(2 / 5) : Average
'7th Sense' is blessed with freshness, but the attempt to make it appear different fails miserably.
Haricharan Pudipeddi Thu, 27 Oct 2011
In Indian cinema, it is difficult to maintain expectation at all times, especially down south, in Tollywood. If a director and an actor come together and produce a blockbuster film then going forward the audience always expect a blockbuster from the duo, which is impossible. After delivering a blockbuster hit with Ghajini, A.R Murugadoss and Suriya, after a brief hiatus return with '7th Sense', only to squander all expectations.
Between 450 and 500 A.D, a reigning prince named Boddhidharman (Suriya) of the Pallava dynasty in Kanchipuram, embarks on a journey to China for helping the poor and innocent people from ailing diseases. On successful completion the purpose of his visit, the astrologers foresee a bad omen. In a bid to stop him from returning to Tamil Nadu, they poison him and thus end the realms of Boddhidharman.
Centuries later, Subha (Shruti Hassan) is working on an experiment based on DNA recombinant technology. She wishes to bring back the qualities of Boddhidharman in his present day lineage which is none other than Aravind (Modern day Suriya). When Chinese government comes to learn about Subha's experimentation, they assign Dong Lee to assassin Subha and stop her from going any further with her experiment. But, upon his arrival in Chennai, Dong Lee kick starts 'Operation Red', an operation which is believed to cost the lives of several souls. What is 'Operation Red' and what happens to Subha forms the rest of the story.
Bringing in freshness in story, '7th Sense' succeeds in portraying something that no Tamil film has ever attempted to show in the past. The concept is new and top class but presentation, especially in the form of screenplay is not engrossing. The first half which was supposed to be more interesting than second half actually turns out dull and uninspiring with unnecessary songs. On the other hand, the second half keeps the audience hooked on to their seats, in particular the last half hour of the film.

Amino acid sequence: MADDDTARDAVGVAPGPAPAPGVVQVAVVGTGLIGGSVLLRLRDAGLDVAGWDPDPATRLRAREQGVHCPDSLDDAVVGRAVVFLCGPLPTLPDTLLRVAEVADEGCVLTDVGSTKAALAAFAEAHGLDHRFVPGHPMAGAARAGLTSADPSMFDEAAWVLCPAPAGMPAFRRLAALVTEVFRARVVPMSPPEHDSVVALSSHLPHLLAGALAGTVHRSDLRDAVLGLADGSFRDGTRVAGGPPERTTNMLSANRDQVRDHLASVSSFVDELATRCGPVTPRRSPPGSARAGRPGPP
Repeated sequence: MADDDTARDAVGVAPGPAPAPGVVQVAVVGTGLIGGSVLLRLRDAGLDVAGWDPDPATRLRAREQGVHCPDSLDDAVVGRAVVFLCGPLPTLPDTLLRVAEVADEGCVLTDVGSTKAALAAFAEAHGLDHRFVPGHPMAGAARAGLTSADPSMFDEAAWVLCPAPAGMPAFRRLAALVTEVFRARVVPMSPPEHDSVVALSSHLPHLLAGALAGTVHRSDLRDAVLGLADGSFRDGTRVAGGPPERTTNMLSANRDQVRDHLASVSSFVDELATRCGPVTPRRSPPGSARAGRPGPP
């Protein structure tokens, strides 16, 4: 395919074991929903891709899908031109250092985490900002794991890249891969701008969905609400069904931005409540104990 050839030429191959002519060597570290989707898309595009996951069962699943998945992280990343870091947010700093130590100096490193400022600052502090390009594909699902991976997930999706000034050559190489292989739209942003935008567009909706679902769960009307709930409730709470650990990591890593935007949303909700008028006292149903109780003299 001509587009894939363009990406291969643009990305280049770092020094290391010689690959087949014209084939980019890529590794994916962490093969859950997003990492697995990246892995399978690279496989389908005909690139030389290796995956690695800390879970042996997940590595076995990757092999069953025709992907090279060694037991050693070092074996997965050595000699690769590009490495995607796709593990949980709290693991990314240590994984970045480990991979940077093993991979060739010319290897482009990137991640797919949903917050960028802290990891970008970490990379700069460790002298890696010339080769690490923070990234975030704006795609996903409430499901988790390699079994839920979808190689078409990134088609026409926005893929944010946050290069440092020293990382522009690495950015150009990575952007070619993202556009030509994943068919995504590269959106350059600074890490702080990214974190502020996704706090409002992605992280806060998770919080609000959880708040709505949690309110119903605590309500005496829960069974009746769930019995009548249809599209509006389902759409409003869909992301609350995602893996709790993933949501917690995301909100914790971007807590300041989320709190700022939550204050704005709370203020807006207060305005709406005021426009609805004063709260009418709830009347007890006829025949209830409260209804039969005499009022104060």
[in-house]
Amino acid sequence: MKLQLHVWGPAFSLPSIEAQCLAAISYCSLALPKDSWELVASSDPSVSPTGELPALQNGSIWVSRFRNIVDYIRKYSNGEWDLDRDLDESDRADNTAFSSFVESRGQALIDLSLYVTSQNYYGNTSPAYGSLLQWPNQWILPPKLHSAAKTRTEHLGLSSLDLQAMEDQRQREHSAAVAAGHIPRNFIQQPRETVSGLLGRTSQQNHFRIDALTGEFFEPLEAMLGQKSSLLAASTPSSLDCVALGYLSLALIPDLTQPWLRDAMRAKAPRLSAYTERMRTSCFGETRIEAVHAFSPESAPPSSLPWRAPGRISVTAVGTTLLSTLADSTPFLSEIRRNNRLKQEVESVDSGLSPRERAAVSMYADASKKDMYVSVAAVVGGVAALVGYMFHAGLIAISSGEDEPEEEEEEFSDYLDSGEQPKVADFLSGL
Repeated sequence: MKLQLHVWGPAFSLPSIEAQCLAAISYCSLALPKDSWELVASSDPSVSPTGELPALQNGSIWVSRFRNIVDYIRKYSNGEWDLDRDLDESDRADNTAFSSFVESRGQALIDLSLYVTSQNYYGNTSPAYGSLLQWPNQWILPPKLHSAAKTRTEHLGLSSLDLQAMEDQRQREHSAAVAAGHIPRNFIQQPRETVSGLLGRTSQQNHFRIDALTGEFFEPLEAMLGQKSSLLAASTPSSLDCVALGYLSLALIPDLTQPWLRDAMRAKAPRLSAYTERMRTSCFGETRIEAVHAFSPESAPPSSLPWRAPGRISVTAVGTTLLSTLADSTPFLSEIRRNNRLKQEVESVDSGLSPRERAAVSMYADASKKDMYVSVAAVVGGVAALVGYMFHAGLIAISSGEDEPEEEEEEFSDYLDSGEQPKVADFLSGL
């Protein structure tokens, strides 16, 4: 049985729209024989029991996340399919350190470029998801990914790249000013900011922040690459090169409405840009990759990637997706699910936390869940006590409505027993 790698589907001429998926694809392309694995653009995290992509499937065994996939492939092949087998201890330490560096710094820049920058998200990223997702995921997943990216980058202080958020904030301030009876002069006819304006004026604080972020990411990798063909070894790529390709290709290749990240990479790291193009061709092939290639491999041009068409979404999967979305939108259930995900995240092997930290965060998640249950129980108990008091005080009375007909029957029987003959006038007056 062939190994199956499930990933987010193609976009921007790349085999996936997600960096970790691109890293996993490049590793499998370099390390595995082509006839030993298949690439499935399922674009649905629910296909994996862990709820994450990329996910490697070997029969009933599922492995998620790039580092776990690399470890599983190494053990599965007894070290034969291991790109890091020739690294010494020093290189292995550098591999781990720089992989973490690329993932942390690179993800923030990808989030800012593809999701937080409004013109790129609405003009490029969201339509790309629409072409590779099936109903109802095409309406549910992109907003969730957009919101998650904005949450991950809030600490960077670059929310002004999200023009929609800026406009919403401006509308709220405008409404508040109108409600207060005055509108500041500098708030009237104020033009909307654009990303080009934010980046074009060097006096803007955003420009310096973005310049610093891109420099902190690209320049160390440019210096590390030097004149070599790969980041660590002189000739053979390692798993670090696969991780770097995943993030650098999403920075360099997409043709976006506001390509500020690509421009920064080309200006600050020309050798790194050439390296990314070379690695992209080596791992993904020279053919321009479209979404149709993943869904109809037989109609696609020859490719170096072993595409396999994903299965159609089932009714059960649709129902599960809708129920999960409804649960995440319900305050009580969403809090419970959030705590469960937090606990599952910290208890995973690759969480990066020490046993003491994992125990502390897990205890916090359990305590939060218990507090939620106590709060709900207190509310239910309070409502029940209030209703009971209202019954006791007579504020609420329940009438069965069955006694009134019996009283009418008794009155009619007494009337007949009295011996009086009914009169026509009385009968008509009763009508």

Suriya shines in both roles; if he showcased discipline and commitment in his role as Pallava prince, then he showed passion in his role as Aravind, the circus instructor. Shruti Hassan adds cuteness to the film. For a newcomer, she pulled off her role in ease and showed maturity in acting.
Music by Harris fares decently but fails to entertain on the whole like it did in 'Ghajini'. Background score is boring and seemed soulless. A.R Murugadoss should be appreciated for his attempt to bring forth a story that is new and different but fails at the same time to make his attempt delightful overall. Cinematography by Ravi Chandran is worth mentioning and he deserves special appreciation for making the film visually appealing.
Critic: Haricharan Pudipeddi
(2 / 5) : Average